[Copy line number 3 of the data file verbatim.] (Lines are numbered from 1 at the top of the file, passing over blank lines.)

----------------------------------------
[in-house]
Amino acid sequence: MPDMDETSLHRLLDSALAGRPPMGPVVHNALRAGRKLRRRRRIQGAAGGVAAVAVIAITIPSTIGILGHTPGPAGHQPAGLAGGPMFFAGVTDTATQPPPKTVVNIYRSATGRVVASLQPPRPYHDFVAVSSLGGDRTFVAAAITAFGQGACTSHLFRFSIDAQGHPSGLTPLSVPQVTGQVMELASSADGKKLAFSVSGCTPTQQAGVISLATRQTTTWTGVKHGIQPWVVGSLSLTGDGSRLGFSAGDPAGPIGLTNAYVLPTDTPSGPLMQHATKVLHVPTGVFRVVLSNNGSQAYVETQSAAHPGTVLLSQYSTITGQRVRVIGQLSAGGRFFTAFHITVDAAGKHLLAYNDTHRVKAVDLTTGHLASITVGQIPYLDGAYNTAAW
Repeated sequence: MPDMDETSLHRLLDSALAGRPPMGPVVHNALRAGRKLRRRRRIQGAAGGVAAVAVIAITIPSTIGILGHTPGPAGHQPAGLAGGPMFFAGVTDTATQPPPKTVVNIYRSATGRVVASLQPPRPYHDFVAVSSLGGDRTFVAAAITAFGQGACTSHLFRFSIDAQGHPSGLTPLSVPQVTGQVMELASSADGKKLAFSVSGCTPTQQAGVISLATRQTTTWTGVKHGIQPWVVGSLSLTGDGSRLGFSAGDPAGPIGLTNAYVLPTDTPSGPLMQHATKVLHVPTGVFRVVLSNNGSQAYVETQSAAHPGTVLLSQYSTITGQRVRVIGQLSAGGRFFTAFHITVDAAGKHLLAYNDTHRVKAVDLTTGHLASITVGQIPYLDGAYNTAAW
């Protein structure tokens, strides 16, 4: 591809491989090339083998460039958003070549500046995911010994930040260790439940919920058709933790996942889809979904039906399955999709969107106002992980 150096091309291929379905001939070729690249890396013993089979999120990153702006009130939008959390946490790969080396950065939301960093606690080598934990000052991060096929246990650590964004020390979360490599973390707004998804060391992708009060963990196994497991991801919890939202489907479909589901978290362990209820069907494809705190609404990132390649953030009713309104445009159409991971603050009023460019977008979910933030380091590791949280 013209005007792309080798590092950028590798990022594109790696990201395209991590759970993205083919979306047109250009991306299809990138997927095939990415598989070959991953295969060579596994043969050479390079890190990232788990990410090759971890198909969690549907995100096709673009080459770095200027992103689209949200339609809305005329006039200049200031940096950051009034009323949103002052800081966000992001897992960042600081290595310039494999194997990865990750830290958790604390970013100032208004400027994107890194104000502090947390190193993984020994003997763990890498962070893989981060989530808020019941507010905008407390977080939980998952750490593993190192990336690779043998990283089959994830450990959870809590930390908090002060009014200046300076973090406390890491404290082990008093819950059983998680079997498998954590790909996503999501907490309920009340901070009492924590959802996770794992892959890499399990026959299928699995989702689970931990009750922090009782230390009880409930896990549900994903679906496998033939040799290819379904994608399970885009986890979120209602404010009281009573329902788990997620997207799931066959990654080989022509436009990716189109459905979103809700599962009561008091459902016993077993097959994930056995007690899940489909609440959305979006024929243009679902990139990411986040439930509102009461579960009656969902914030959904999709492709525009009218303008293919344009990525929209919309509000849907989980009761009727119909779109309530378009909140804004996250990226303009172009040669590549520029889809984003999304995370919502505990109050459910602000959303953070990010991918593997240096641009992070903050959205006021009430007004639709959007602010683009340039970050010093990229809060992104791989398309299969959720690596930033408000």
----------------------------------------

Repeated sequence: MPDMDETSLHRLLDSALAGRPPMGPVVHNALRAGRKLRRRRRIQGAAGGVAAVAVIAITIPSTIGILGHTPGPAGHQPAGLAGGPMFFAGVTDTATQPPPKTVVNIYRSATGRVVASLQPPRPYHDFVAVSSLGGDRTFVAAAITAFGQGACTSHLFRFSIDAQGHPSGLTPLSVPQVTGQVMELASSADGKKLAFSVSGCTPTQQAGVISLATRQTTTWTGVKHGIQPWVVGSLSLTGDGSRLGFSAGDPAGPIGLTNAYVLPTDTPSGPLMQHATKVLHVPTGVFRVVLSNNGSQAYVETQSAAHPGTVLLSQYSTITGQRVRVIGQLSAGGRFFTAFHITVDAAGKHLLAYNDTHRVKAVDLTTGHLASITVGQIPYLDGAYNTAAW